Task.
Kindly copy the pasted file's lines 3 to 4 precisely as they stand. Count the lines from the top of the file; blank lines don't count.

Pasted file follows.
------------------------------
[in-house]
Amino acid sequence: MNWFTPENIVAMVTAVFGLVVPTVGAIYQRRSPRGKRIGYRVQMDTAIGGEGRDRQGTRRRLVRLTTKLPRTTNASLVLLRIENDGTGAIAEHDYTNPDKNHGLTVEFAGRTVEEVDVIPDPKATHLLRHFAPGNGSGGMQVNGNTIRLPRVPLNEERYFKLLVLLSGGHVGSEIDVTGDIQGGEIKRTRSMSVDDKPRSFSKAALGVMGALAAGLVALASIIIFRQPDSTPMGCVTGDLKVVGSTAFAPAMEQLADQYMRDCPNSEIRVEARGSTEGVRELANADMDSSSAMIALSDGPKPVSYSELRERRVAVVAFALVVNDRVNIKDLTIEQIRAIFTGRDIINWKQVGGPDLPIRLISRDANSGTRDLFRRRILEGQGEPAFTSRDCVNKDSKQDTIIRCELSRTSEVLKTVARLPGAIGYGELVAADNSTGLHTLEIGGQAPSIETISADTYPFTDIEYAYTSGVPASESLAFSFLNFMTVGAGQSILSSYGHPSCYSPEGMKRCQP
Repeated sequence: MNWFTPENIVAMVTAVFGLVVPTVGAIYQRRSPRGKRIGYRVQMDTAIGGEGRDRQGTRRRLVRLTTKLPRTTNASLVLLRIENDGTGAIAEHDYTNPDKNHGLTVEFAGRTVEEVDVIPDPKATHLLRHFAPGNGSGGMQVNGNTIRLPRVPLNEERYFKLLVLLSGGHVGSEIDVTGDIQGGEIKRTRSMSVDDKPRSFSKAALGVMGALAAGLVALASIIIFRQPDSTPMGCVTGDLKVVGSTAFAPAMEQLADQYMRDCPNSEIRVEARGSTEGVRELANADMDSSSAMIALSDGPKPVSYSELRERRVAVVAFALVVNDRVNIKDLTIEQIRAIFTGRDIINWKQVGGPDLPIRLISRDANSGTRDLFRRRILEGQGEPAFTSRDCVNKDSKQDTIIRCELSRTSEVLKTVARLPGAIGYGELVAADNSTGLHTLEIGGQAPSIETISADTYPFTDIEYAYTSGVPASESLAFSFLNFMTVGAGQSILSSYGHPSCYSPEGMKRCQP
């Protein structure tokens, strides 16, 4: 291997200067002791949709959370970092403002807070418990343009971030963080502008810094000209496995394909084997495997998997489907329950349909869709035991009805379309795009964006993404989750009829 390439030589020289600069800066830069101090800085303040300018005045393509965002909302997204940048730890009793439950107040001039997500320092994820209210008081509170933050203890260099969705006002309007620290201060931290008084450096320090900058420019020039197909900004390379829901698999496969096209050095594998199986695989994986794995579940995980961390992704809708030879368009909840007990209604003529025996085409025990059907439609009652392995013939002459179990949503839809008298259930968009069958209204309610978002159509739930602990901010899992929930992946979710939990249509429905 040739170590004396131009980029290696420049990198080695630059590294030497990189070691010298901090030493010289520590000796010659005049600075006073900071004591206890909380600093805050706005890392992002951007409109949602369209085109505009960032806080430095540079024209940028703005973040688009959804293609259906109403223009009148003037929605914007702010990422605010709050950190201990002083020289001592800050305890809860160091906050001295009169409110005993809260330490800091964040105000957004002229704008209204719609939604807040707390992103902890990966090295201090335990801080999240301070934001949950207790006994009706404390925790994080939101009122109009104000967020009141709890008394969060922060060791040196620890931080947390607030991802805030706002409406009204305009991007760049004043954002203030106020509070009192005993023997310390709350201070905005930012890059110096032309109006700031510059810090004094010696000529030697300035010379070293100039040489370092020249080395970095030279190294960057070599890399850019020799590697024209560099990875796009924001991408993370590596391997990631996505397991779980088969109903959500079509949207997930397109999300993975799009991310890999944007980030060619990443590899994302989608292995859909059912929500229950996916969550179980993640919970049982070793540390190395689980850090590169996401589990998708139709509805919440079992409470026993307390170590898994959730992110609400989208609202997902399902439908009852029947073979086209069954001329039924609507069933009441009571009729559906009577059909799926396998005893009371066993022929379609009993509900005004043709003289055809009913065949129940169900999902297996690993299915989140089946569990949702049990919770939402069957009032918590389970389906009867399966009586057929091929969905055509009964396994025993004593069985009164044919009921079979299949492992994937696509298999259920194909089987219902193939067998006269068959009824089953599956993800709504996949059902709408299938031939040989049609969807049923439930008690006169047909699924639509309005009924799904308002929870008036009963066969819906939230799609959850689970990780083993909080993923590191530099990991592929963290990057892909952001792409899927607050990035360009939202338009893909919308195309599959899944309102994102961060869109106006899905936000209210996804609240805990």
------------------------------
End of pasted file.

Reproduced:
Repeated sequence: MNWFTPENIVAMVTAVFGLVVPTVGAIYQRRSPRGKRIGYRVQMDTAIGGEGRDRQGTRRRLVRLTTKLPRTTNASLVLLRIENDGTGAIAEHDYTNPDKNHGLTVEFAGRTVEEVDVIPDPKATHLLRHFAPGNGSGGMQVNGNTIRLPRVPLNEERYFKLLVLLSGGHVGSEIDVTGDIQGGEIKRTRSMSVDDKPRSFSKAALGVMGALAAGLVALASIIIFRQPDSTPMGCVTGDLKVVGSTAFAPAMEQLADQYMRDCPNSEIRVEARGSTEGVRELANADMDSSSAMIALSDGPKPVSYSELRERRVAVVAFALVVNDRVNIKDLTIEQIRAIFTGRDIINWKQVGGPDLPIRLISRDANSGTRDLFRRRILEGQGEPAFTSRDCVNKDSKQDTIIRCELSRTSEVLKTVARLPGAIGYGELVAADNSTGLHTLEIGGQAPSIETISADTYPFTDIEYAYTSGVPASESLAFSFLNFMTVGAGQSILSSYGHPSCYSPEGMKRCQP
């Protein structure tokens, strides 16, 4: 291997200067002791949709959370970092403002807070418990343009971030963080502008810094000209496995394909084997495997998997489907329950349909869709035991009805379309795009964006993404989750009829 390439030589020289600069800066830069101090800085303040300018005045393509965002909302997204940048730890009793439950107040001039997500320092994820209210008081509170933050203890260099969705006002309007620290201060931290008084450096320090900058420019020039197909900004390379829901698999496969096209050095594998199986695989994986794995579940995980961390992704809708030879368009909840007990209604003529025996085409025990059907439609009652392995013939002459179990949503839809008298259930968009069958209204309610978002159509739930602990901010899992929930992946979710939990249509429905 040739170590004396131009980029290696420049990198080695630059590294030497990189070691010298901090030493010289520590000796010659005049600075006073900071004591206890909380600093805050706005890392992002951007409109949602369209085109505009960032806080430095540079024209940028703005973040688009959804293609259906109403223009009148003037929605914007702010990422605010709050950190201990002083020289001592800050305890809860160091906050001295009169409110005993809260330490800091964040105000957004002229704008209204719609939604807040707390992103902890990966090295201090335990801080999240301070934001949950207790006994009706404390925790994080939101009122109009104000967020009141709890008394969060922060060791040196620890931080947390607030991802805030706002409406009204305009991007760049004043954002203030106020509070009192005993023997310390709350201070905005930012890059110096032309109006700031510059810090004094010696000529030697300035010379070293100039040489370092020249080395970095030279190294960057070599890399850019020799590697024209560099990875796009924001991408993370590596391997990631996505397991779980088969109903959500079509949207997930397109999300993975799009991310890999944007980030060619990443590899994302989608292995859909059912929500229950996916969550179980993640919970049982070793540390190395689980850090590169996401589990998708139709509805919440079992409470026993307390170590898994959730992110609400989208609202997902399902439908009852029947073979086209069954001329039924609507069933009441009571009729559906009577059909799926396998005893009371066993022929379609009993509900005004043709003289055809009913065949129940169900999902297996690993299915989140089946569990949702049990919770939402069957009032918590389970389906009867399966009586057929091929969905055509009964396994025993004593069985009164044919009921079979299949492992994937696509298999259920194909089987219902193939067998006269068959009824089953599956993800709504996949059902709408299938031939040989049609969807049923439930008690006169047909699924639509309005009924799904308002929870008036009963066969819906939230799609959850689970990780083993909080993923590191530099990991592929963290990057892909952001792409899927607050990035360009939202338009893909919308195309599959899944309102994102961060869109106006899905936000209210996804609240805990």